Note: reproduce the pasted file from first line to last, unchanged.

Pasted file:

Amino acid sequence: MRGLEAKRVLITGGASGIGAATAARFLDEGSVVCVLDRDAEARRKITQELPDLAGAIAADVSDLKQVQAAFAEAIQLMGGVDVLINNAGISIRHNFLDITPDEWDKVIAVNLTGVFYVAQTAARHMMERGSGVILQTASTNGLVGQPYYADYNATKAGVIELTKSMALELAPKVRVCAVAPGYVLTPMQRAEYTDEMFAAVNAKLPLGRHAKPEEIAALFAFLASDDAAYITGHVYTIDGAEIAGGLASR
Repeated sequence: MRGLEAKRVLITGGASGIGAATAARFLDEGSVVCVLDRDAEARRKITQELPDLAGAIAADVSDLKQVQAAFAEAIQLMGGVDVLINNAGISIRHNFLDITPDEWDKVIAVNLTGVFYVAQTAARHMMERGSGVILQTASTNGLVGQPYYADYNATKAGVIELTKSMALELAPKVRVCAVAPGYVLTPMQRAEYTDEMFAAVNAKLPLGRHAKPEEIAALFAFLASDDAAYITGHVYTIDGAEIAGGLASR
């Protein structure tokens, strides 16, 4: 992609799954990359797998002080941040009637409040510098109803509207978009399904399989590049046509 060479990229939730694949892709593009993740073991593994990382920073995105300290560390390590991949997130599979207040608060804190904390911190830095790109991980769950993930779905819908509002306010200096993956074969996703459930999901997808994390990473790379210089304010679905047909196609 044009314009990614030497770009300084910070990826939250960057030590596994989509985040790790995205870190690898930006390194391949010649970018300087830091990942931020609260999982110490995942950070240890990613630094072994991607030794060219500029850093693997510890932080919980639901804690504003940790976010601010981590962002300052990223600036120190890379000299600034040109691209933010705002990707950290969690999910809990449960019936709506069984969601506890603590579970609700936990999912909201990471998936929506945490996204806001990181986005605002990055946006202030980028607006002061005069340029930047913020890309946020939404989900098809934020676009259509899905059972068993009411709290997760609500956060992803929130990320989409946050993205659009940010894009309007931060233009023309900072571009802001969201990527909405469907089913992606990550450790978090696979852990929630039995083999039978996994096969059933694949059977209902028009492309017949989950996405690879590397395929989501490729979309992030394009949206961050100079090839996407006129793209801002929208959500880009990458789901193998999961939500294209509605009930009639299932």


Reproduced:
Amino acid sequence: MRGLEAKRVLITGGASGIGAATAARFLDEGSVVCVLDRDAEARRKITQELPDLAGAIAADVSDLKQVQAAFAEAIQLMGGVDVLINNAGISIRHNFLDITPDEWDKVIAVNLTGVFYVAQTAARHMMERGSGVILQTASTNGLVGQPYYADYNATKAGVIELTKSMALELAPKVRVCAVAPGYVLTPMQRAEYTDEMFAAVNAKLPLGRHAKPEEIAALFAFLASDDAAYITGHVYTIDGAEIAGGLASR
Repeated sequence: MRGLEAKRVLITGGASGIGAATAARFLDEGSVVCVLDRDAEARRKITQELPDLAGAIAADVSDLKQVQAAFAEAIQLMGGVDVLINNAGISIRHNFLDITPDEWDKVIAVNLTGVFYVAQTAARHMMERGSGVILQTASTNGLVGQPYYADYNATKAGVIELTKSMALELAPKVRVCAVAPGYVLTPMQRAEYTDEMFAAVNAKLPLGRHAKPEEIAALFAFLASDDAAYITGHVYTIDGAEIAGGLASR
């Protein structure tokens, strides 16, 4: 992609799954990359797998002080941040009637409040510098109803509207978009399904399989590049046509 060479990229939730694949892709593009993740073991593994990382920073995105300290560390390590991949997130599979207040608060804190904390911190830095790109991980769950993930779905819908509002306010200096993956074969996703459930999901997808994390990473790379210089304010679905047909196609 044009314009990614030497770009300084910070990826939250960057030590596994989509985040790790995205870190690898930006390194391949010649970018300087830091990942931020609260999982110490995942950070240890990613630094072994991607030794060219500029850093693997510890932080919980639901804690504003940790976010601010981590962002300052990223600036120190890379000299600034040109691209933010705002990707950290969690999910809990449960019936709506069984969601506890603590579970609700936990999912909201990471998936929506945490996204806001990181986005605002990055946006202030980028607006002061005069340029930047913020890309946020939404989900098809934020676009259509899905059972068993009411709290997760609500956060992803929130990320989409946050993205659009940010894009309007931060233009023309900072571009802001969201990527909405469907089913992606990550450790978090696979852990929630039995083999039978996994096969059933694949059977209902028009492309017949989950996405690879590397395929989501490729979309992030394009949206961050100079090839996407006129793209801002929208959500880009990458789901193998999961939500294209509605009930009639299932």